5) For the love of Pete, RAISE the price of the AP(or eliminate it altogether)....Disneyland isn't supposed to be the neighborhood hangout....it's supposed to be someplace special
    You have those in the wrong order, bro.
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  12. #27

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    Re: Reducing Overcrowding?

    At the end of the day, Disney increasing park capacity will only result in them allowing more people into the parks.

    Wait times are dictated by the maximum amount of time people are willing to wait for an attraction. On busy days, the average wait for Space will always be over 90 minutes because that's what people have proven they are willing to wait for it. If it gets longer, people will stop joining the line, and if it gets shorter people checking their wait time apps and the wait time board in the hub will flock over.

    As an extension of this, I'm still not convinced Fastpass makes crowding worse. The standby queues are going to be as long as they are regardless (same number of people in them) and the attractions draw the same number of guests an hour. So, the fact that Disney is maxing out the standby line and also adding an extra shorter FP line means more people are in fact waiting in lines than they would be otherwise,

    So then, the only real way to reduce "crowding" is to eliminate bottle necks such as moving around ODV carts and reworking pathways and entrance/exists so that free flow can always exist. In a half-century+ old park, this is basically impossible though and events such as WOC, The Fireworks and Fantasmic! are basically guaranteed to overwhelm pathways. Excpecially because the pathways are the viewing locations.

  13. #28

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    Re: Reducing Overcrowding?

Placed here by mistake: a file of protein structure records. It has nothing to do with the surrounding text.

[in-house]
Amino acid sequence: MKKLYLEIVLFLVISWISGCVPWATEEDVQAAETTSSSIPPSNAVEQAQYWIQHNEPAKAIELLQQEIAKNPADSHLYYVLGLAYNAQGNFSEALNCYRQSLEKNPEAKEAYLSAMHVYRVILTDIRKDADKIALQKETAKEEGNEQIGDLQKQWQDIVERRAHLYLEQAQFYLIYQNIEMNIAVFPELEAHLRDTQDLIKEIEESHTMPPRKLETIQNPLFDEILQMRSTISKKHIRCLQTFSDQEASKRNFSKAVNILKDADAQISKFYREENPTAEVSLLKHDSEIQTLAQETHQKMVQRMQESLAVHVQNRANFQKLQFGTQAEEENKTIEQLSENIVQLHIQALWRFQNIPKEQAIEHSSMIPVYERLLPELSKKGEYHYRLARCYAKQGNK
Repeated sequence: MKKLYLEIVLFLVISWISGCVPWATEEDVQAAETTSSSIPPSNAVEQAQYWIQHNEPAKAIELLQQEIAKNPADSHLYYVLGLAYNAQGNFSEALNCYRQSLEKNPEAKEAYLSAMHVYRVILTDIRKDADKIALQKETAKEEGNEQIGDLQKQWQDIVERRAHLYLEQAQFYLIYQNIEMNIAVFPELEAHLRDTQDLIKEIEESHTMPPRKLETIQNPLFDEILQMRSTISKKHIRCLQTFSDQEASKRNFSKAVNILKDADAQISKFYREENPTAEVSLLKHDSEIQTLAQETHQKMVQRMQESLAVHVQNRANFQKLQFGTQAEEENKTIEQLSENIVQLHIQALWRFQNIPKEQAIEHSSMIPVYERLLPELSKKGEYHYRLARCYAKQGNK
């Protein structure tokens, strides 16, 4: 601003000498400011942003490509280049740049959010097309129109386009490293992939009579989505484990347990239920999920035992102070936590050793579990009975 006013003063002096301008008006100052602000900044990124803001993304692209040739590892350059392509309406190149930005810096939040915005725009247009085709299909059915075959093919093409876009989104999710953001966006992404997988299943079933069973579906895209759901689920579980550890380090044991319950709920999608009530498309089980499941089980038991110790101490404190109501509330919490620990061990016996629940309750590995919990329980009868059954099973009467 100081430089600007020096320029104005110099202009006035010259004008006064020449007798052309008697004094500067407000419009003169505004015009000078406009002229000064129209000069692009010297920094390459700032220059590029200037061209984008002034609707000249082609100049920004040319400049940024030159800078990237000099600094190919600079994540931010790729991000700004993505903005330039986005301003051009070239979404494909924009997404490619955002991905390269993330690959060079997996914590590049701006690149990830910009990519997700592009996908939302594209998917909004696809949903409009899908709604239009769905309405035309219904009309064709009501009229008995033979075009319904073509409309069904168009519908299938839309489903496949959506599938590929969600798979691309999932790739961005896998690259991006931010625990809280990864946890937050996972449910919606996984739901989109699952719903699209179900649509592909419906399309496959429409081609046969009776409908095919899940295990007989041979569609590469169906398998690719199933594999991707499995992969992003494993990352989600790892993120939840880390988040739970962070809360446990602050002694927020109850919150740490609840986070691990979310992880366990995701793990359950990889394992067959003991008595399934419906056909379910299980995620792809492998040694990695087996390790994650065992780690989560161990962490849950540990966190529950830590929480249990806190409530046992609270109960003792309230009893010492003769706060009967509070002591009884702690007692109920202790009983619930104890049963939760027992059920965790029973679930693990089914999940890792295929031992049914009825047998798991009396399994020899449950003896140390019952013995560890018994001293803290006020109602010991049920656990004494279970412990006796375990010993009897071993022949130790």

Quote Originally Posted by sediment View Post
    One would think that sharp-pencil boys are looking at the revenue per guest as well as just the number of guests. Also, at profit per guest.

    Otherwise, they are mere dull-pencil boys.

    I would hope that "No AP Program" would mean a simple 50% off entry in the off-season. Keep it full-price high during summer and Christmas holidays. (This would also mean more refurbs in the off-season.)
    I have a suspicion that TDA is very aware of average guest spending. It's part of why I don't buy the anti-AP hype. If Disneyland could rely on a tourist only makeup and even reasonably suspected that they'd be more profitable, they'd have taken steps towards that goal rather than away from it.
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  14. #29

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    Re: Reducing Overcrowding?

    Quote Originally Posted by BogLurch View Post
    Without getting into the AP/Tourist debate explicitly again, I'd like to discuss crowding at Disneyland and how we perceive it, as well as how to fix it.

    I'd first assumed that overcrowding was just something that happened, affected everything in the resort, and took it as a given that lately it's worse than ever.